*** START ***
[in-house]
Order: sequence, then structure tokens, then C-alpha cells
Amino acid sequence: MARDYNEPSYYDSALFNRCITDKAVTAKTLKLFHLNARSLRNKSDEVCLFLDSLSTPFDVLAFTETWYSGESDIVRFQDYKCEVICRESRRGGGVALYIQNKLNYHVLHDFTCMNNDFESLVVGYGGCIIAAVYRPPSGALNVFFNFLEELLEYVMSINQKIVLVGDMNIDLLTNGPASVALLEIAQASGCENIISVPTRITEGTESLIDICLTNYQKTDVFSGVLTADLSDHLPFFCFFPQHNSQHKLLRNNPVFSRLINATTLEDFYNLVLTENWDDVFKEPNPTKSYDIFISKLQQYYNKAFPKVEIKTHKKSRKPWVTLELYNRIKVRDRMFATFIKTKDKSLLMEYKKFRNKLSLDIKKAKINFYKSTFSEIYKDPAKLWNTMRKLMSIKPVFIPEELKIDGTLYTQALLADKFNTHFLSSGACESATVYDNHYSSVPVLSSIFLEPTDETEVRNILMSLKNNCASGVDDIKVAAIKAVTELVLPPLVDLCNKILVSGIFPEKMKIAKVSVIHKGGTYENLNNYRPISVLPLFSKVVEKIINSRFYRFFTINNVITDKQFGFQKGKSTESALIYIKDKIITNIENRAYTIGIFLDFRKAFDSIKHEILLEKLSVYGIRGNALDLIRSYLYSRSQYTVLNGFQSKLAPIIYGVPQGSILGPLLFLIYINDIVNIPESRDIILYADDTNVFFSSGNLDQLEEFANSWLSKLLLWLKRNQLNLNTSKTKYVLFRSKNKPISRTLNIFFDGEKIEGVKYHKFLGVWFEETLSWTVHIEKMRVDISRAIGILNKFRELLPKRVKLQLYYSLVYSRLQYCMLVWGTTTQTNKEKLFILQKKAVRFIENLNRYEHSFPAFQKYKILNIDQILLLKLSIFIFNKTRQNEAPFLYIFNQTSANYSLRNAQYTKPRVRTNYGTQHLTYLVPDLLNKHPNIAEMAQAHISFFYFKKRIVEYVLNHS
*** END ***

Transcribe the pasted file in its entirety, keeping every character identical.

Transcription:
[in-house]
Order: sequence, then structure tokens, then C-alpha cells
Amino acid sequence: MARDYNEPSYYDSALFNRCITDKAVTAKTLKLFHLNARSLRNKSDEVCLFLDSLSTPFDVLAFTETWYSGESDIVRFQDYKCEVICRESRRGGGVALYIQNKLNYHVLHDFTCMNNDFESLVVGYGGCIIAAVYRPPSGALNVFFNFLEELLEYVMSINQKIVLVGDMNIDLLTNGPASVALLEIAQASGCENIISVPTRITEGTESLIDICLTNYQKTDVFSGVLTADLSDHLPFFCFFPQHNSQHKLLRNNPVFSRLINATTLEDFYNLVLTENWDDVFKEPNPTKSYDIFISKLQQYYNKAFPKVEIKTHKKSRKPWVTLELYNRIKVRDRMFATFIKTKDKSLLMEYKKFRNKLSLDIKKAKINFYKSTFSEIYKDPAKLWNTMRKLMSIKPVFIPEELKIDGTLYTQALLADKFNTHFLSSGACESATVYDNHYSSVPVLSSIFLEPTDETEVRNILMSLKNNCASGVDDIKVAAIKAVTELVLPPLVDLCNKILVSGIFPEKMKIAKVSVIHKGGTYENLNNYRPISVLPLFSKVVEKIINSRFYRFFTINNVITDKQFGFQKGKSTESALIYIKDKIITNIENRAYTIGIFLDFRKAFDSIKHEILLEKLSVYGIRGNALDLIRSYLYSRSQYTVLNGFQSKLAPIIYGVPQGSILGPLLFLIYINDIVNIPESRDIILYADDTNVFFSSGNLDQLEEFANSWLSKLLLWLKRNQLNLNTSKTKYVLFRSKNKPISRTLNIFFDGEKIEGVKYHKFLGVWFEETLSWTVHIEKMRVDISRAIGILNKFRELLPKRVKLQLYYSLVYSRLQYCMLVWGTTTQTNKEKLFILQKKAVRFIENLNRYEHSFPAFQKYKILNIDQILLLKLSIFIFNKTRQNEAPFLYIFNQTSANYSLRNAQYTKPRVRTNYGTQHLTYLVPDLLNKHPNIAEMAQAHISFFYFKKRIVEYVLNHS